Review: "The Martian"
Based on the immensely popular novel of the same name, "The Martian" serves as more than your average sci-fi intergalactic go-around. It's also marginally better than the most recent sci-fi intergalactic go-around that somehow also involved Matt Damon being stranded on a desolate planet. This film is a tremendous return to form for director Ridley Scott, which seems weird to say, but lest we forget the drastic missteps that "Exodus" and "The Counselor" were. It's also incredibly smart, deliberately funny, and perhaps the best showcase for Matt Damon's talent that we've seen since…his last turn as Jason Bourne, all the way back in 2007? Hard to say, but it's anything but hard to process what this film was able to do.
Damon stars as esteemed astronaut and botanist Mark Watney, a remarkably self-sufficient and driven individual who is struck by space station debris while plodding around Mars, presumed dead, and left for just that by his sorrow-stricken crew. Spoiler alert: He's not though. He's actually just begun to live. (I need to start applying for tagline-writing jobs)
Once Watney takes a few days to collect his marbles and take inventory of each of the remaining supplies stored within the team's base camp, he remains committed to staying alive and gives way to some of the more delightful montages we've seen played out on the silver screen in recent years. I guess what I'm trying to say is that the entirety of the film's runtime could have been filled with Damon happily bouncing in between homemade potato plants against a backdrop of ABBA's greatest hits and I still would have enjoyed it.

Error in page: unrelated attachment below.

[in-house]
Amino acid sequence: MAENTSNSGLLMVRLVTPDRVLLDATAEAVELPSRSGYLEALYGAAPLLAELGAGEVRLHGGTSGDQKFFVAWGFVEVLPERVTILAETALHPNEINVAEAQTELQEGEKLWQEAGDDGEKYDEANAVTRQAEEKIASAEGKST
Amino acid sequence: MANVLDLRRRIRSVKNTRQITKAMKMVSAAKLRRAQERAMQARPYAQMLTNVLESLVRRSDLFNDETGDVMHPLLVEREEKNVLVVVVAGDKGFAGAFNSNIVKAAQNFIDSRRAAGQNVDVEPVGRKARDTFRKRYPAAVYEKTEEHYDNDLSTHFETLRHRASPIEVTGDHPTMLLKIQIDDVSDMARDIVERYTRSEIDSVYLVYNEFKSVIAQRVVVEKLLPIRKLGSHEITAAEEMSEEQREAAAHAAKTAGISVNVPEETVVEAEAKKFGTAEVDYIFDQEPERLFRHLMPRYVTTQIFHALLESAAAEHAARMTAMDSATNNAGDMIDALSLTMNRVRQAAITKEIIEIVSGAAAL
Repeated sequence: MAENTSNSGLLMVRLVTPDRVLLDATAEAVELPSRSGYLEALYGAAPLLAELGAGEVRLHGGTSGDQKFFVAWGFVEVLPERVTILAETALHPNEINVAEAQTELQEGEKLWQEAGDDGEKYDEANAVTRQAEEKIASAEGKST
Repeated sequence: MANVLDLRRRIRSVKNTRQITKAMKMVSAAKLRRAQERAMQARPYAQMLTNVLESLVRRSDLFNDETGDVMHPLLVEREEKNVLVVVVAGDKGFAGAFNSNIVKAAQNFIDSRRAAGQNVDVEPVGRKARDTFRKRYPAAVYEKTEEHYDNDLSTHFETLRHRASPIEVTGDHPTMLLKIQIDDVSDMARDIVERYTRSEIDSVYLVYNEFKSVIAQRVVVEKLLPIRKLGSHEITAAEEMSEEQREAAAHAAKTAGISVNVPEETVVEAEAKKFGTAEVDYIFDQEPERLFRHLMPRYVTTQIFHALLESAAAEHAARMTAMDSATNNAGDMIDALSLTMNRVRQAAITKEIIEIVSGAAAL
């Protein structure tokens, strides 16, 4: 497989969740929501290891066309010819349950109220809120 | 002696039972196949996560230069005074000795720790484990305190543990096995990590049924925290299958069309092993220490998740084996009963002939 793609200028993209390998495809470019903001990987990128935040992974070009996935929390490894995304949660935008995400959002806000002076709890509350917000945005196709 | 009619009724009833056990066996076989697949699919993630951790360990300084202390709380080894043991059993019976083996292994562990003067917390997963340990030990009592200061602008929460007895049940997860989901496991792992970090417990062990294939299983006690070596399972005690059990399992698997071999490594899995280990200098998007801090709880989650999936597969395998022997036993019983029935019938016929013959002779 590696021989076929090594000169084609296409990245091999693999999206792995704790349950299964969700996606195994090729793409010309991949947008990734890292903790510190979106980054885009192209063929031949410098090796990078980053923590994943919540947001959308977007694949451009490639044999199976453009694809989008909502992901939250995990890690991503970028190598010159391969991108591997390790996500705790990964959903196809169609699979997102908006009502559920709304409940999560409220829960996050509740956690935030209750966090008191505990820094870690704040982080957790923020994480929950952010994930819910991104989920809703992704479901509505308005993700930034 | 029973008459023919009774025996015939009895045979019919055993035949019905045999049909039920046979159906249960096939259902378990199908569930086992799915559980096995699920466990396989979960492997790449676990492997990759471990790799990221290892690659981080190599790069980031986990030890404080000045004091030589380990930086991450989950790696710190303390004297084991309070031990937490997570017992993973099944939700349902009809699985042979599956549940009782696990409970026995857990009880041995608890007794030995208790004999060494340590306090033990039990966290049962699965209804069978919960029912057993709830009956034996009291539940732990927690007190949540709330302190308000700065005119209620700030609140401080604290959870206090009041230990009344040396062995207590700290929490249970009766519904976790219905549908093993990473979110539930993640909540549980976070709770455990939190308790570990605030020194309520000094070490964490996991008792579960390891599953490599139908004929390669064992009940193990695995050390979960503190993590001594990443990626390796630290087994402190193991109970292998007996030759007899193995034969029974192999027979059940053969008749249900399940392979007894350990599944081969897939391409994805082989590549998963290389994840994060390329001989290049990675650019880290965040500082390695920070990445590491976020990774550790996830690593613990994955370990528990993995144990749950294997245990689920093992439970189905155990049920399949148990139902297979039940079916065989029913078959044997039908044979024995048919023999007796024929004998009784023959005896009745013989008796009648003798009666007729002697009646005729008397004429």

After a while, NASA stumbles upon a realization that their golden boy may not be dead after all, and have no choice but to start dreaming up elaborate rescue plots, despite the fact that a manned mission to the planet would take four years to even arrive on Mars. The organization is led by director Teddy Sanders (Jeff Daniels), a stoic, and rather unrelenting man who is consistently accompanied by his spokesperson/PR specialist Annie (Kristin Wiig) and inspired mission director Vincent (Chiwetel Ejiofor). Both individuals serve as perfect foil for Sanders' decision-making process. Annie does seemingly everything in her power to present the negative consequences which present themselves with each new plan, while Vincent and his extended team of nerds socially inept scientists work around the clock to create feasible solutions.
It's moments within the feature like this one where credit is most certainly due to both Scott and screenwriter Drew Goddard. It takes work to make a series of scenes that boil down to nothing more than "this won’t work because X, Y, and Z, try something else" eminently watchable. Each interaction between Daniels, Ejiofor, Wiig (and jet propulsion lab head Benedict Wong) introduces something new that's somehow still the same. No single note is hit twice, and yet, not one of these scenes serves as filler. It all carefully builds up to something great (an unexpected and completely distracting supporting character turn by an actor with a presence that is simply too big for the role). But seriously, there's much more to it than that.